By LARRY VAUGHT
CHICAGO — After she failed to make the USA Basketball tryout roster, Marion County’s Makayla Epps figured she had no chance to be a McDonald’s All-American.
“I thought maybe I just wasn’t good enough and when I did get picked, it meant so much to me. Knowing I get this opportunity means the world to me,” said Epps.
She’s here now to play in the McDonald’s All-American Game Wednesday (7 p.m. on ESPNU) at the United Center.
“I know a lot of the players. I have seen them in AAU tournaments and their names are real big out there,” Epps said. “You have players on North Carolina, Duke and Notre Dame. I am going to be out there with the best of the best. It is exciting.
“Just the game itself at the United Center is special. Derrick Rose (of the Chicago Bulls) is my favorite player, so I will be out there playing where he played at. Then going to the Ronald McDonald House was a great thing to do, too.”
Epps, a 5-10 point guard led Marion to a perfect 39-0 record and Marion’s first state tournament title in eight appearances. Epps averaged a team-high 23.0 points, 5.5 assists, 4.3 steals and 5.5 rebounds per game. She also was named the Kentucky Gatorade Player of the Year and is a three-time All-State honoree who scored over 3,300 points in her prep career. She was also named Kentucky’s Miss Basketball.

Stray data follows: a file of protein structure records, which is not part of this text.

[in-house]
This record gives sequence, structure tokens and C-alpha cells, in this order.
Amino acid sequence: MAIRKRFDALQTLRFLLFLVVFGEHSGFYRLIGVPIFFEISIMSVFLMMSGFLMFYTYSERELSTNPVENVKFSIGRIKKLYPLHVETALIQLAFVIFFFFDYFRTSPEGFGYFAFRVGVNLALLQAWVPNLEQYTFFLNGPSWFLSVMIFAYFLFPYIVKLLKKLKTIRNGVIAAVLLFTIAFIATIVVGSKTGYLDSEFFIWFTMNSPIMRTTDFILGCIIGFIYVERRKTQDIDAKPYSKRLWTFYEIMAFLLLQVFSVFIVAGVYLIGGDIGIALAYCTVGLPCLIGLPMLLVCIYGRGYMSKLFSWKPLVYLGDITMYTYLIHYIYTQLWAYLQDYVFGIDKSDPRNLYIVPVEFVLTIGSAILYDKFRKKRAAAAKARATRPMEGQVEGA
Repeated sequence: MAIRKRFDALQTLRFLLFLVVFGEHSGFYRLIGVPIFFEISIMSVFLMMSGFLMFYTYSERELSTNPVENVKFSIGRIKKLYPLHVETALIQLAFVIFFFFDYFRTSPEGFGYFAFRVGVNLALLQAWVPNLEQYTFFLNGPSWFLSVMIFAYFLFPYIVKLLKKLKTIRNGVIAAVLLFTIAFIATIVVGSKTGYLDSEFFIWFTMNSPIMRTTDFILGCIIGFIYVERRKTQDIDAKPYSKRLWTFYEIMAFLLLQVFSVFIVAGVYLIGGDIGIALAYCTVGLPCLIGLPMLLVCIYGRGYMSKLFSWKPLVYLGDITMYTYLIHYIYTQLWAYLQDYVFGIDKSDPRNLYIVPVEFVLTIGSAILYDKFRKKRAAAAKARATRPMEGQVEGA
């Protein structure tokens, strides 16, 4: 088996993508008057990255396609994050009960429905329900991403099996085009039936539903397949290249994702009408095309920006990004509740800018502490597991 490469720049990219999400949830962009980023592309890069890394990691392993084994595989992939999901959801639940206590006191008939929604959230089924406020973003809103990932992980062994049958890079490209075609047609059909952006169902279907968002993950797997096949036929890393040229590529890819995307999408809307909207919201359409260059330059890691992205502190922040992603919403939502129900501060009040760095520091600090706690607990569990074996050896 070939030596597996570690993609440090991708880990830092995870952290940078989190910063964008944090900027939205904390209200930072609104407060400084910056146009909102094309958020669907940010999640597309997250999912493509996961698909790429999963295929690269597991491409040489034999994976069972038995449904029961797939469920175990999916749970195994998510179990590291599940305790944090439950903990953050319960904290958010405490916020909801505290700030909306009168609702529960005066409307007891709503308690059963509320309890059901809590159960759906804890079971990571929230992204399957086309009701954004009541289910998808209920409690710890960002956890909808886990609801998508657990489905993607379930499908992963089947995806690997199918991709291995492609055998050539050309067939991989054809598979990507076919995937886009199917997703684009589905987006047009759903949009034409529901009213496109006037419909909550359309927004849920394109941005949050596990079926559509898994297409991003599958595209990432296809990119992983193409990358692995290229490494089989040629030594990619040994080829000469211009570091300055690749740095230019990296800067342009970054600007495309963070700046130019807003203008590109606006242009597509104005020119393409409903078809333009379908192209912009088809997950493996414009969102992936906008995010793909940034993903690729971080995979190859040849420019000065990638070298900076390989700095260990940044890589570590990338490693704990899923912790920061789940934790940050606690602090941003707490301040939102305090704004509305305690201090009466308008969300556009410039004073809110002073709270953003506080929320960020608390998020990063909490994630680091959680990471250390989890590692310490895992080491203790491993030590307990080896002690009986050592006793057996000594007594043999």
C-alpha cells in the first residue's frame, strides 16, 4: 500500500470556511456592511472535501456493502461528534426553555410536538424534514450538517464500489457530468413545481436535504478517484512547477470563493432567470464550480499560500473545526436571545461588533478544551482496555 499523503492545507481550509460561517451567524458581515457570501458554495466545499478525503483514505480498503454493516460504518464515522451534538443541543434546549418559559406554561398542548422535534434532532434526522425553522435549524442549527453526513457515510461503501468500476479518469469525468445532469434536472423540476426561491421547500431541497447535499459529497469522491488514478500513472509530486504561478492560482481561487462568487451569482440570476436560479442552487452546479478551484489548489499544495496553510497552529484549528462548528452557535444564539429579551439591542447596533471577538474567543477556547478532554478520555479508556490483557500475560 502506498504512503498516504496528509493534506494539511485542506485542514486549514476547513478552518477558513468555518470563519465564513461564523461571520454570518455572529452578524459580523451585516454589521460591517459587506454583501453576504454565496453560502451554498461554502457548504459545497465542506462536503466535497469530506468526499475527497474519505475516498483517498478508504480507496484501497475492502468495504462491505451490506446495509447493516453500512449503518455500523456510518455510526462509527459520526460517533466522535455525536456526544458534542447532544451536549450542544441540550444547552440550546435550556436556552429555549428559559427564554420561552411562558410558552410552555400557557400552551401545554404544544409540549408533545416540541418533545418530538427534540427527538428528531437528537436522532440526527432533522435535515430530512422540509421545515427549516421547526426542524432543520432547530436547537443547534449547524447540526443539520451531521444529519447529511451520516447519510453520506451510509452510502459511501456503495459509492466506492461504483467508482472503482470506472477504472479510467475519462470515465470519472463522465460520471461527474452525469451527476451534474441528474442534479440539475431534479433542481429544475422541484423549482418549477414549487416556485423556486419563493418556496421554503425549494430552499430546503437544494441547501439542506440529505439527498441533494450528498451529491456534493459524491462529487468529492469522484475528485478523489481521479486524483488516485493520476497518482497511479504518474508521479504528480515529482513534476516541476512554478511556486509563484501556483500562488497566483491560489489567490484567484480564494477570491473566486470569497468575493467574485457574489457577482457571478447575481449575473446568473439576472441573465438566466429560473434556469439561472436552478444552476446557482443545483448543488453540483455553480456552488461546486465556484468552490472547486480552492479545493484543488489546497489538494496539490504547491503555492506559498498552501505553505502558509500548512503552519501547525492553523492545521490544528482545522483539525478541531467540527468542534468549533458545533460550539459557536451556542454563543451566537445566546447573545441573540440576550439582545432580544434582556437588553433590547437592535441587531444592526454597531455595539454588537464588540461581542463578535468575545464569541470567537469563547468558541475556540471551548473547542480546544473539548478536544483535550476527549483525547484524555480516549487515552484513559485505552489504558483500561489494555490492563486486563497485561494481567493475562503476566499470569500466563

“She is a true leader. She is one of those students that crosses all sub-groups in the school. It is not like she is just strictly an athlete or in that clique. All the kids know Makayla and she has relationships with all the kids,” Marion High School principal Stacey Hall, a former high school coach, said.
“It does not matter who they are. She is that one student if you know there is something going on and you just talk to Makayla, she will help you out to either solve the problem, stop the problem or give you information that will help us get to the root of the problem. She is one of those people who is going to be sorely missed from the standpoint of leaderships. She goes all the way across the board to kids who look up to her and she is friends with them.”